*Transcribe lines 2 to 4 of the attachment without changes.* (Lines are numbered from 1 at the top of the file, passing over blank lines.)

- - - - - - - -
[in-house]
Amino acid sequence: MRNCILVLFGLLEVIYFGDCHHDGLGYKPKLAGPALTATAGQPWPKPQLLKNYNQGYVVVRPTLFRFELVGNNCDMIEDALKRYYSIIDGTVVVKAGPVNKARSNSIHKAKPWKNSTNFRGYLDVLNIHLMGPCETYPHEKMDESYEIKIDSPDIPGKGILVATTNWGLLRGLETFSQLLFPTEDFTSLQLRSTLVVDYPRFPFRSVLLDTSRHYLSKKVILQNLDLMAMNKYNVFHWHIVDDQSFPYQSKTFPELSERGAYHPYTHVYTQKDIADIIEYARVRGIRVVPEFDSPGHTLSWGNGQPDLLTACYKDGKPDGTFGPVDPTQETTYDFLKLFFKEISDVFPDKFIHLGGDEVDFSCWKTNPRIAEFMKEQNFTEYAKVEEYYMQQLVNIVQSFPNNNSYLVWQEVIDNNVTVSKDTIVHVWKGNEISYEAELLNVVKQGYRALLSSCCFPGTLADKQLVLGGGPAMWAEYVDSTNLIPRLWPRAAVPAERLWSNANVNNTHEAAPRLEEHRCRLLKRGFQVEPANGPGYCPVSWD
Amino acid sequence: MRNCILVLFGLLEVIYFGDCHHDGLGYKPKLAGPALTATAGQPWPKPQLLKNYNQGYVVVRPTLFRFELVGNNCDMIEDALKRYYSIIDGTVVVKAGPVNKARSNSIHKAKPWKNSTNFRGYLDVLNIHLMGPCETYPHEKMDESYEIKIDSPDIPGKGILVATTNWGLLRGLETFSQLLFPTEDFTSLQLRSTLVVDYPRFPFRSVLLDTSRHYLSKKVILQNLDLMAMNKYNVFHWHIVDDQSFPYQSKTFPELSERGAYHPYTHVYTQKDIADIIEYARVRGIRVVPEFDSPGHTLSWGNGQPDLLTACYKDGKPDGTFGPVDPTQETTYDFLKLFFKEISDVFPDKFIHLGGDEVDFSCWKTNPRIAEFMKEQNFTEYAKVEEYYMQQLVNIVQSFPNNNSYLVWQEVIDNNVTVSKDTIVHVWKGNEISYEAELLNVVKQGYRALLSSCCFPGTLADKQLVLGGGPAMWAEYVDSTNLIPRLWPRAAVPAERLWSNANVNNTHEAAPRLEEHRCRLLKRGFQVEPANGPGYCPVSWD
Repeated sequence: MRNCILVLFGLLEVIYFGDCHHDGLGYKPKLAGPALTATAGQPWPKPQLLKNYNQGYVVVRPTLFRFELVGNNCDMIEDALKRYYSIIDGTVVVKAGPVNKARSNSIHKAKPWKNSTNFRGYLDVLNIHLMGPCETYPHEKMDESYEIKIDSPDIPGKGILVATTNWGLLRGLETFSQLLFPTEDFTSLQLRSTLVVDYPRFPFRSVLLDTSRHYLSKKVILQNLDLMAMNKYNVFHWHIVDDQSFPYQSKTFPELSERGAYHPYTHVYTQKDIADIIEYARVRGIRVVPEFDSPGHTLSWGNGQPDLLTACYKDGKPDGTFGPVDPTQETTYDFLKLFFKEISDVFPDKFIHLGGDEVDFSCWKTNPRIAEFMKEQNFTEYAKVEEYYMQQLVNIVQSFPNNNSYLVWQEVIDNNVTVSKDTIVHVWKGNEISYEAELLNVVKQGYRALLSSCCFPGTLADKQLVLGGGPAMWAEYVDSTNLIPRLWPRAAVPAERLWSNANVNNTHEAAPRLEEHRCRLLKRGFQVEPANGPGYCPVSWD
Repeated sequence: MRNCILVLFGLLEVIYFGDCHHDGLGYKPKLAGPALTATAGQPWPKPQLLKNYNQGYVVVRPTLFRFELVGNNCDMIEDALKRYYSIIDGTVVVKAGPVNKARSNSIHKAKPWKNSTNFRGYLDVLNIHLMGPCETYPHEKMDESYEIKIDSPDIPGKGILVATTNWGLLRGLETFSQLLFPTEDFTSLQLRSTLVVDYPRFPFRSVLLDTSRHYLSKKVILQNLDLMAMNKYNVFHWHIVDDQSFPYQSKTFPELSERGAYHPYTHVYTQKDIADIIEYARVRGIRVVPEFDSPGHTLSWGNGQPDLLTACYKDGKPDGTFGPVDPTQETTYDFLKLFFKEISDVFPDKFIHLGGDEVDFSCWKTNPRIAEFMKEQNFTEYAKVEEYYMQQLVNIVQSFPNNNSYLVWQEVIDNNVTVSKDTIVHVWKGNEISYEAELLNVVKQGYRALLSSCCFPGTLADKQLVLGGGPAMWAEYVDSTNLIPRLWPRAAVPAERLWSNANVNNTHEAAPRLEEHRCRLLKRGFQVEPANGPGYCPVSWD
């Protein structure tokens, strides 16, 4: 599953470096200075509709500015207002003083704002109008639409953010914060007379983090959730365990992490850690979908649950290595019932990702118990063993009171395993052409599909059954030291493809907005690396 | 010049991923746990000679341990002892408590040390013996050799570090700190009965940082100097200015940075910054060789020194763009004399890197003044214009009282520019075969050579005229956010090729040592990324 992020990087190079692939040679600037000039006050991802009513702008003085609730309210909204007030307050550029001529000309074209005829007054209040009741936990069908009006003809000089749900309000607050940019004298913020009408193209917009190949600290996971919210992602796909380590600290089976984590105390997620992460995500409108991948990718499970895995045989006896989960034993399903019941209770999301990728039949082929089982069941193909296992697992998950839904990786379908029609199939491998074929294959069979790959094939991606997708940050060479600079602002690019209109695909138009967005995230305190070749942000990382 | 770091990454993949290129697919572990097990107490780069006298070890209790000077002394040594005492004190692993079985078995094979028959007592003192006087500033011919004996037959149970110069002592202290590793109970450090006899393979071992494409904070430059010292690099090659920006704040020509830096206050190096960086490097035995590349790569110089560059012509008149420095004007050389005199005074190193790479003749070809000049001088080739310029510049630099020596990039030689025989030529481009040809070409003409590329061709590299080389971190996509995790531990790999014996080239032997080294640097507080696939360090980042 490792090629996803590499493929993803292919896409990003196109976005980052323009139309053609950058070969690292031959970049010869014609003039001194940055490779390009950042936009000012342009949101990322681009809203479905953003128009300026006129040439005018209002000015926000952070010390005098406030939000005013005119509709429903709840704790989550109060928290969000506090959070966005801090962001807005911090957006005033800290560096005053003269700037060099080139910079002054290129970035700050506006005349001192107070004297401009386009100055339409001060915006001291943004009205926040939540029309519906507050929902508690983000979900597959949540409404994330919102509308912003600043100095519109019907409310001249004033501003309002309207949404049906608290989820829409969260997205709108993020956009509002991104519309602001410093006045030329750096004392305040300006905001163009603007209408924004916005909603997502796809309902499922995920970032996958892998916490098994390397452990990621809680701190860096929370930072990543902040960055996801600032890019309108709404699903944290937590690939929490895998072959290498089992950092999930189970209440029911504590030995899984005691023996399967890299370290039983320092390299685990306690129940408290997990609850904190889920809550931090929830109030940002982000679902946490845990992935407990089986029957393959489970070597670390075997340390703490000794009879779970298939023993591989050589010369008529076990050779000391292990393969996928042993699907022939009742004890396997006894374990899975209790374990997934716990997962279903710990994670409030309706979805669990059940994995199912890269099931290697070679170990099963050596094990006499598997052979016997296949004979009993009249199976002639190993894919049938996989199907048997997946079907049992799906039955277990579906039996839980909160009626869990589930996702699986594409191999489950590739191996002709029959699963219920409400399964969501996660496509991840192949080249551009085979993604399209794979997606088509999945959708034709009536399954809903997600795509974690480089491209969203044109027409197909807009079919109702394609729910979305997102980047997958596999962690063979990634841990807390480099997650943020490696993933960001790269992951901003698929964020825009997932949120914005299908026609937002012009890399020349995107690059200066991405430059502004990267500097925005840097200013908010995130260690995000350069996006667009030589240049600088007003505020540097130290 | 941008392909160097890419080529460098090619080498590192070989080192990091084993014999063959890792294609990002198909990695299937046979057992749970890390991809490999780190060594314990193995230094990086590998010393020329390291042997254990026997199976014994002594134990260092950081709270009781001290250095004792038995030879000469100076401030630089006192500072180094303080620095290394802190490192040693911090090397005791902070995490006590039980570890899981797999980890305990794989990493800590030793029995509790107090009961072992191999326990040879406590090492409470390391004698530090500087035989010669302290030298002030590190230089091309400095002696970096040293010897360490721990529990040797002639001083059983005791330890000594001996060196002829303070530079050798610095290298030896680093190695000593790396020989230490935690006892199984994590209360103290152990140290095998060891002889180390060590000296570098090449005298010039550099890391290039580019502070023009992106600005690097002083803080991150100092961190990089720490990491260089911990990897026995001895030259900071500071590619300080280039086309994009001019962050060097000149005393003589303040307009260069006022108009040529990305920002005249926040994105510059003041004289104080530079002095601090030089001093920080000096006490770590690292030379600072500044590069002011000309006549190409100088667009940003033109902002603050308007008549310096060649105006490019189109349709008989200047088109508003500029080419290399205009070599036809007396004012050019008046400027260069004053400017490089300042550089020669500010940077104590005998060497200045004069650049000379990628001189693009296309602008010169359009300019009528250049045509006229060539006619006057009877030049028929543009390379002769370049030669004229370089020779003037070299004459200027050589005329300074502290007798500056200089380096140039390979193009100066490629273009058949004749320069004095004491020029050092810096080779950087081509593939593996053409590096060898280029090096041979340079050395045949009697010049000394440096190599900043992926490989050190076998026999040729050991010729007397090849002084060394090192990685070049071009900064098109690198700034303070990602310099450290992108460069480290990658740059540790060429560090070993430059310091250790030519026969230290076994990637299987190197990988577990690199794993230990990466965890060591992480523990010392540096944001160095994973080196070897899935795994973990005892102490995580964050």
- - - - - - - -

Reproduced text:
Amino acid sequence: MRNCILVLFGLLEVIYFGDCHHDGLGYKPKLAGPALTATAGQPWPKPQLLKNYNQGYVVVRPTLFRFELVGNNCDMIEDALKRYYSIIDGTVVVKAGPVNKARSNSIHKAKPWKNSTNFRGYLDVLNIHLMGPCETYPHEKMDESYEIKIDSPDIPGKGILVATTNWGLLRGLETFSQLLFPTEDFTSLQLRSTLVVDYPRFPFRSVLLDTSRHYLSKKVILQNLDLMAMNKYNVFHWHIVDDQSFPYQSKTFPELSERGAYHPYTHVYTQKDIADIIEYARVRGIRVVPEFDSPGHTLSWGNGQPDLLTACYKDGKPDGTFGPVDPTQETTYDFLKLFFKEISDVFPDKFIHLGGDEVDFSCWKTNPRIAEFMKEQNFTEYAKVEEYYMQQLVNIVQSFPNNNSYLVWQEVIDNNVTVSKDTIVHVWKGNEISYEAELLNVVKQGYRALLSSCCFPGTLADKQLVLGGGPAMWAEYVDSTNLIPRLWPRAAVPAERLWSNANVNNTHEAAPRLEEHRCRLLKRGFQVEPANGPGYCPVSWD
Amino acid sequence: MRNCILVLFGLLEVIYFGDCHHDGLGYKPKLAGPALTATAGQPWPKPQLLKNYNQGYVVVRPTLFRFELVGNNCDMIEDALKRYYSIIDGTVVVKAGPVNKARSNSIHKAKPWKNSTNFRGYLDVLNIHLMGPCETYPHEKMDESYEIKIDSPDIPGKGILVATTNWGLLRGLETFSQLLFPTEDFTSLQLRSTLVVDYPRFPFRSVLLDTSRHYLSKKVILQNLDLMAMNKYNVFHWHIVDDQSFPYQSKTFPELSERGAYHPYTHVYTQKDIADIIEYARVRGIRVVPEFDSPGHTLSWGNGQPDLLTACYKDGKPDGTFGPVDPTQETTYDFLKLFFKEISDVFPDKFIHLGGDEVDFSCWKTNPRIAEFMKEQNFTEYAKVEEYYMQQLVNIVQSFPNNNSYLVWQEVIDNNVTVSKDTIVHVWKGNEISYEAELLNVVKQGYRALLSSCCFPGTLADKQLVLGGGPAMWAEYVDSTNLIPRLWPRAAVPAERLWSNANVNNTHEAAPRLEEHRCRLLKRGFQVEPANGPGYCPVSWD
Repeated sequence: MRNCILVLFGLLEVIYFGDCHHDGLGYKPKLAGPALTATAGQPWPKPQLLKNYNQGYVVVRPTLFRFELVGNNCDMIEDALKRYYSIIDGTVVVKAGPVNKARSNSIHKAKPWKNSTNFRGYLDVLNIHLMGPCETYPHEKMDESYEIKIDSPDIPGKGILVATTNWGLLRGLETFSQLLFPTEDFTSLQLRSTLVVDYPRFPFRSVLLDTSRHYLSKKVILQNLDLMAMNKYNVFHWHIVDDQSFPYQSKTFPELSERGAYHPYTHVYTQKDIADIIEYARVRGIRVVPEFDSPGHTLSWGNGQPDLLTACYKDGKPDGTFGPVDPTQETTYDFLKLFFKEISDVFPDKFIHLGGDEVDFSCWKTNPRIAEFMKEQNFTEYAKVEEYYMQQLVNIVQSFPNNNSYLVWQEVIDNNVTVSKDTIVHVWKGNEISYEAELLNVVKQGYRALLSSCCFPGTLADKQLVLGGGPAMWAEYVDSTNLIPRLWPRAAVPAERLWSNANVNNTHEAAPRLEEHRCRLLKRGFQVEPANGPGYCPVSWD